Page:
Presentation in financial statements
Contracts with customers will be presented in an entity’s statement of financial position as a contract liability, a contract asset, or a receivable, depending on the relationship between the entity’s performance and the customer’s payment. [IFRS 15:105]
A contract liability is presented in the statement of financial position where a customer has paid an amount of consideration prior to the entity performing by transferring the related good or service to the customer.
Where the entity has performed by transferring a good or service to the customer and the customer has not yet paid the related consideration, a contract asset or a receivable is presented in the statement of financial position, depending on the nature of the entity’s right to consideration. A contract asset is recognised when the entity’s right to consideration is conditional on something other than the passage of time, for example, the future performance of the entity. A receivable is recognised when the entity’s right to consideration is unconditional except for the passage of time.
Contract assets and receivables shall be accounted for in accordance with IFRS 9. Any impairment relating to contracts with customers should be measured, presented and disclosed in accordance with IFRS 9. Any difference between the initial recognition of a receivable and the corresponding amount of revenue recognised should also be presented as an expense, for example, an impairment loss. [IFRS 15:107-108]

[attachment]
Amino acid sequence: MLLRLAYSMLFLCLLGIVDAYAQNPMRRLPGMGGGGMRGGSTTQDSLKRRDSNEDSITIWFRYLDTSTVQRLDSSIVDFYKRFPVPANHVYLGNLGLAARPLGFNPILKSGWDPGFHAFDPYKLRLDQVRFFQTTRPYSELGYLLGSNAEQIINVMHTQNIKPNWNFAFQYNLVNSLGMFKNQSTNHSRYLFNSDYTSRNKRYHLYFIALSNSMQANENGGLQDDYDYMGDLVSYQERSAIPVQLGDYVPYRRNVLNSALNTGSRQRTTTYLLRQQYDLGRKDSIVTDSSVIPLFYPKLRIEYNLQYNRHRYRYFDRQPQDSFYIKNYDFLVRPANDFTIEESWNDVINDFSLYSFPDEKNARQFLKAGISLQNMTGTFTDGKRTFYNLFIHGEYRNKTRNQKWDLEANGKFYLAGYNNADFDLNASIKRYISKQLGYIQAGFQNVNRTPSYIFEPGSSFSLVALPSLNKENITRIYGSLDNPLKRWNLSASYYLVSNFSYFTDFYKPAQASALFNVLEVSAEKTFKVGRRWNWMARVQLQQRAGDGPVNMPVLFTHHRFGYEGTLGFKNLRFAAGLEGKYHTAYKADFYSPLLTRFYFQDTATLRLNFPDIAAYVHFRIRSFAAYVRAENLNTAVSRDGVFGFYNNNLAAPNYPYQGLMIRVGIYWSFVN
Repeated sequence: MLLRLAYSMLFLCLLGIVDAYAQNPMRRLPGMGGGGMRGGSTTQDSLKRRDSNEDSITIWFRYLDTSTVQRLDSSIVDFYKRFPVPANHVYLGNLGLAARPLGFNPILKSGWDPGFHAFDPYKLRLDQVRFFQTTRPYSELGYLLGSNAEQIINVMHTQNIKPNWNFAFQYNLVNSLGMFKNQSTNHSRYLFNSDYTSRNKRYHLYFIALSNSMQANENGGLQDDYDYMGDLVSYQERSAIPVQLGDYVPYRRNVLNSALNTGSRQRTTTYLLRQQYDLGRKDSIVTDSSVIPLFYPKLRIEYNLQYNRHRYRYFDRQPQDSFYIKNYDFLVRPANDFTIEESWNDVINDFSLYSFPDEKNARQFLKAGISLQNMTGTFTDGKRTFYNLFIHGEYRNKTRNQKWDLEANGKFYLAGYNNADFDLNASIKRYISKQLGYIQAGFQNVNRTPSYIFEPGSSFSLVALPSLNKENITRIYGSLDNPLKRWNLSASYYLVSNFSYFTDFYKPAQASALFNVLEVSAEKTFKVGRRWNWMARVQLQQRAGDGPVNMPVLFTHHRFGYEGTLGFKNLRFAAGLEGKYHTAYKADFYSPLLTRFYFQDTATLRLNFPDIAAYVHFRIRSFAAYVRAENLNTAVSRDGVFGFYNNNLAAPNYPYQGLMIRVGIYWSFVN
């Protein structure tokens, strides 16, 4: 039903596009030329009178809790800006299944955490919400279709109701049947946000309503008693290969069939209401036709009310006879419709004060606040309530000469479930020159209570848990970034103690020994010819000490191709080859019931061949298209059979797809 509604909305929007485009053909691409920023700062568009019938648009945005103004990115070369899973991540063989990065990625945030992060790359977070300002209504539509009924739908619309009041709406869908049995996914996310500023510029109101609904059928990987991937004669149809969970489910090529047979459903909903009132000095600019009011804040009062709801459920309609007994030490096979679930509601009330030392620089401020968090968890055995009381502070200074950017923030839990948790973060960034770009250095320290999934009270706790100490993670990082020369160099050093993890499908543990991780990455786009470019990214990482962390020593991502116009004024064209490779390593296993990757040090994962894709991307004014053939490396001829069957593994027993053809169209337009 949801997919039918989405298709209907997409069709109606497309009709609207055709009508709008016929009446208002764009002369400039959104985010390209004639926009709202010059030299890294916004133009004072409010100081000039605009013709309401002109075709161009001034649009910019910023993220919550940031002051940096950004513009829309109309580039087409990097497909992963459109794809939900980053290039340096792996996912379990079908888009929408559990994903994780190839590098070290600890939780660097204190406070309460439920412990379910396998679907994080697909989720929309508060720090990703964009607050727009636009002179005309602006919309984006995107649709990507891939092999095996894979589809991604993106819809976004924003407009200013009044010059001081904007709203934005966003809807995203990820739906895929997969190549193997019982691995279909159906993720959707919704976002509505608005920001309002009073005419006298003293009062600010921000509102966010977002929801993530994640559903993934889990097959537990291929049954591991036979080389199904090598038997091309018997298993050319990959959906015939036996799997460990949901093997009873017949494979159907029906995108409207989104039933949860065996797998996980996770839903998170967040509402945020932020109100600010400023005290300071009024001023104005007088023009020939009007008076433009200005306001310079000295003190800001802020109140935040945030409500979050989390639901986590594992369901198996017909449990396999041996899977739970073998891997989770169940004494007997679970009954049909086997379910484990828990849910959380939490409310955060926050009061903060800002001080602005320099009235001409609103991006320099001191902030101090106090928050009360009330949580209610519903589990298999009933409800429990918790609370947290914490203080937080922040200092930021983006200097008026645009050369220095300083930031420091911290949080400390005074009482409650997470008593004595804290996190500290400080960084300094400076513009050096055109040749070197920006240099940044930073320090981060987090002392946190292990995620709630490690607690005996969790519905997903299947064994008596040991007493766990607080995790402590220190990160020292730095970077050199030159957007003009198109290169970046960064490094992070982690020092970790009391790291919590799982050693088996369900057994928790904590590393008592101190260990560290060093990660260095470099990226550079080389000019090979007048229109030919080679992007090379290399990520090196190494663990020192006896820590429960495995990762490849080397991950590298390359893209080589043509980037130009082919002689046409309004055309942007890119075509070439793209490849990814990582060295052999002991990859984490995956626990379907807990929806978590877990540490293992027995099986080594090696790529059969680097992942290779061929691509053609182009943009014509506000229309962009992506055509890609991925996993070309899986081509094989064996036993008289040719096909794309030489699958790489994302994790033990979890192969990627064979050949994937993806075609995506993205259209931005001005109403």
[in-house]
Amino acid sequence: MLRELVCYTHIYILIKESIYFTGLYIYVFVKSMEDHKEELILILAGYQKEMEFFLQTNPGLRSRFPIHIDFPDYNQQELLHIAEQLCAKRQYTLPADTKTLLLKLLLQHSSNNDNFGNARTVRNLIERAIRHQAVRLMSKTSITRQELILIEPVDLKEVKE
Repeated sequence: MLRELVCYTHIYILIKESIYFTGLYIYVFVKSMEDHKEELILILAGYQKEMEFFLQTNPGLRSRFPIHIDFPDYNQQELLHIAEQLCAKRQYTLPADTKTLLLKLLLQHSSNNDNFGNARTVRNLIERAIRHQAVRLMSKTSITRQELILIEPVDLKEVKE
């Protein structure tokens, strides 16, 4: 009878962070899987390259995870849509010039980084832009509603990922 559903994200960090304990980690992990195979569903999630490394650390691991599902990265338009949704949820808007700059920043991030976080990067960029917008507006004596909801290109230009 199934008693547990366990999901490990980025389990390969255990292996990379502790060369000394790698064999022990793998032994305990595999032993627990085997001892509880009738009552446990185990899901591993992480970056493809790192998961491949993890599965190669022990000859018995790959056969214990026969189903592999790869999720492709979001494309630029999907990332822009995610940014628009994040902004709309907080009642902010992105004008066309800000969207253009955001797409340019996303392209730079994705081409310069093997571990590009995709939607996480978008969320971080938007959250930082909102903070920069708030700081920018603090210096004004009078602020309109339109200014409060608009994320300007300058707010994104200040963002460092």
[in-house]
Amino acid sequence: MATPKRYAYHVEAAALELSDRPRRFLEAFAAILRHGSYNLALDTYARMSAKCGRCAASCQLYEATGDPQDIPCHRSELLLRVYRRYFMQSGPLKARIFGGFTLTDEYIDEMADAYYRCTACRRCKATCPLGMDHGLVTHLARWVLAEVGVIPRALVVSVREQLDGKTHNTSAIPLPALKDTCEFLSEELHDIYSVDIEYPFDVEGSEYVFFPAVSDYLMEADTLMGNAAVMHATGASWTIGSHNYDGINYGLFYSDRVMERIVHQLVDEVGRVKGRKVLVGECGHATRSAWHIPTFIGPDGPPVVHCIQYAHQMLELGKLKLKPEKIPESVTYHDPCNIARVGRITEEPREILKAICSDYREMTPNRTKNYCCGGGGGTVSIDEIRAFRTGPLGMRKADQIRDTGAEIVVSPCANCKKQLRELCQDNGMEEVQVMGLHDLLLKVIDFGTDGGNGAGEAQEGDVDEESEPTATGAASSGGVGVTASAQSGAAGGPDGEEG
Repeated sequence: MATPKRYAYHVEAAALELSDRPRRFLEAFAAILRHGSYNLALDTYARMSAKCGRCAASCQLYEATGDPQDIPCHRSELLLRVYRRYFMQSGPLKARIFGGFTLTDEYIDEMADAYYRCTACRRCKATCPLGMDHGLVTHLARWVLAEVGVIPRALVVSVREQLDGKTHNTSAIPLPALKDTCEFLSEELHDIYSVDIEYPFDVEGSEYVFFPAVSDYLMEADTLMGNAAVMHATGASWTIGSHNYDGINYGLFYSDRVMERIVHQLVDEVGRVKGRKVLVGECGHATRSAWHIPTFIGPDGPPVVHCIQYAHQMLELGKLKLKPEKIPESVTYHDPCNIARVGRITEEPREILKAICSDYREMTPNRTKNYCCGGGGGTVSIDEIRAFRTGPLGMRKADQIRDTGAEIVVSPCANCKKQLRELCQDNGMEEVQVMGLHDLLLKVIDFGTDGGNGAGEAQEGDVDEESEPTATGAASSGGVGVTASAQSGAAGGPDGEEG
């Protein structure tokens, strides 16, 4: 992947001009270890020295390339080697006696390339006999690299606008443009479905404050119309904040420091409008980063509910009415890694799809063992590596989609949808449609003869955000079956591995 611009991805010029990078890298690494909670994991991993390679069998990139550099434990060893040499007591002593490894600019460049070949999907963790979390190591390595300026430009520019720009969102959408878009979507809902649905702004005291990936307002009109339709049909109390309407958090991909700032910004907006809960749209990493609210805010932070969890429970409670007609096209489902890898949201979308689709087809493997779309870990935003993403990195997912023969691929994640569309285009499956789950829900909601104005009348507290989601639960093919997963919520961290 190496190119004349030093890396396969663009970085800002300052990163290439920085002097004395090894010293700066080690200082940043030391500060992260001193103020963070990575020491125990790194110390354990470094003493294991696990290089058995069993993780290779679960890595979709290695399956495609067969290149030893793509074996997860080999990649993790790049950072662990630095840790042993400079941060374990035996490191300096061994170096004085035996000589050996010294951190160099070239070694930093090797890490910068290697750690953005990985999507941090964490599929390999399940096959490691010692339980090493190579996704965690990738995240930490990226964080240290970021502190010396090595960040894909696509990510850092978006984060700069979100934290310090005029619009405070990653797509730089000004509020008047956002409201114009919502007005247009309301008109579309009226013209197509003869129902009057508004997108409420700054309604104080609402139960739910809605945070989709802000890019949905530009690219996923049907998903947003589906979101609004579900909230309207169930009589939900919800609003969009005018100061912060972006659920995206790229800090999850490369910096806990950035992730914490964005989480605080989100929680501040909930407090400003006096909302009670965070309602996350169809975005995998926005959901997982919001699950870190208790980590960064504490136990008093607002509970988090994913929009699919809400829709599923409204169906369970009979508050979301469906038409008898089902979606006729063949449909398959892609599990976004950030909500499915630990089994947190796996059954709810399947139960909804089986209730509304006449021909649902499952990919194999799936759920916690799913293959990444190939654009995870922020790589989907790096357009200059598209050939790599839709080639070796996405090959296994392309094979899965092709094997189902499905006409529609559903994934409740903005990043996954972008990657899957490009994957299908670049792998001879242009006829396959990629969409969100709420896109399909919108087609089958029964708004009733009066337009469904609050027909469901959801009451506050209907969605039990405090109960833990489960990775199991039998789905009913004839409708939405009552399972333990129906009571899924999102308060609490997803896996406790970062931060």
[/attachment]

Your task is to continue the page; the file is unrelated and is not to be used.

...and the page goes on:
The disclosure objective stated in IFRS 15 is for an entity to disclose sufficient information to enable users of financial statements to understand the nature, amount, timing and uncertainty of revenue and cash flows arising from contracts with customers. Therefore, an entity should disclose qualitative and quantitative information about all of the following: [IFRS 15:110]
Ø its contracts with customers;
Ø the significant judgments, and changes in the judgments, made in applying the guidance to those contracts; and
Ø any assets recognised from the costs to obtain or fulfil a contract with a customer.
Entities will need to consider the level of detail necessary to satisfy the disclosure objective and how much emphasis to place on each of the requirements. An entity should aggregate or disaggregate disclosures to ensure that useful information is not obscured. [IFRS 15:111]
In order to achieve the disclosure objective stated above, the Standard introduces a number of new disclosure requirements. Further detail about these specific requirements can be found at IFRS 15:113-129.